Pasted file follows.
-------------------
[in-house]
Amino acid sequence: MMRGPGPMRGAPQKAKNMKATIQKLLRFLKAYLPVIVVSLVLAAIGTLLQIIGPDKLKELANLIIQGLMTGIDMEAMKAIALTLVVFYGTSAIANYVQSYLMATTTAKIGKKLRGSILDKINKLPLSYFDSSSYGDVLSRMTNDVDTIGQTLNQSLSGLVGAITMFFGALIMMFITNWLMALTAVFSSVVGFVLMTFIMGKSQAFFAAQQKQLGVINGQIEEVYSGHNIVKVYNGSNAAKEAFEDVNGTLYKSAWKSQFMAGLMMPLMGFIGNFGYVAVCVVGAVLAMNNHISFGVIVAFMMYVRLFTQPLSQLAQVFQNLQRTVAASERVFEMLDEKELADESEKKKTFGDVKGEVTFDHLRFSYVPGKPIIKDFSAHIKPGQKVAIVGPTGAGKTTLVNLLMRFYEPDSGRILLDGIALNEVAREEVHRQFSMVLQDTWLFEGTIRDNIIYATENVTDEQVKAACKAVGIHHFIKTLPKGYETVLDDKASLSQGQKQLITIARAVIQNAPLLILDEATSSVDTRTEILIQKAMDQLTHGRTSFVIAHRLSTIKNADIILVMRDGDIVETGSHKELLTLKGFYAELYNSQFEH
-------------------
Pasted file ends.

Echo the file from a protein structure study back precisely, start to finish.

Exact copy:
[in-house]
Amino acid sequence: MMRGPGPMRGAPQKAKNMKATIQKLLRFLKAYLPVIVVSLVLAAIGTLLQIIGPDKLKELANLIIQGLMTGIDMEAMKAIALTLVVFYGTSAIANYVQSYLMATTTAKIGKKLRGSILDKINKLPLSYFDSSSYGDVLSRMTNDVDTIGQTLNQSLSGLVGAITMFFGALIMMFITNWLMALTAVFSSVVGFVLMTFIMGKSQAFFAAQQKQLGVINGQIEEVYSGHNIVKVYNGSNAAKEAFEDVNGTLYKSAWKSQFMAGLMMPLMGFIGNFGYVAVCVVGAVLAMNNHISFGVIVAFMMYVRLFTQPLSQLAQVFQNLQRTVAASERVFEMLDEKELADESEKKKTFGDVKGEVTFDHLRFSYVPGKPIIKDFSAHIKPGQKVAIVGPTGAGKTTLVNLLMRFYEPDSGRILLDGIALNEVAREEVHRQFSMVLQDTWLFEGTIRDNIIYATENVTDEQVKAACKAVGIHHFIKTLPKGYETVLDDKASLSQGQKQLITIARAVIQNAPLLILDEATSSVDTRTEILIQKAMDQLTHGRTSFVIAHRLSTIKNADIILVMRDGDIVETGSHKELLTLKGFYAELYNSQFEH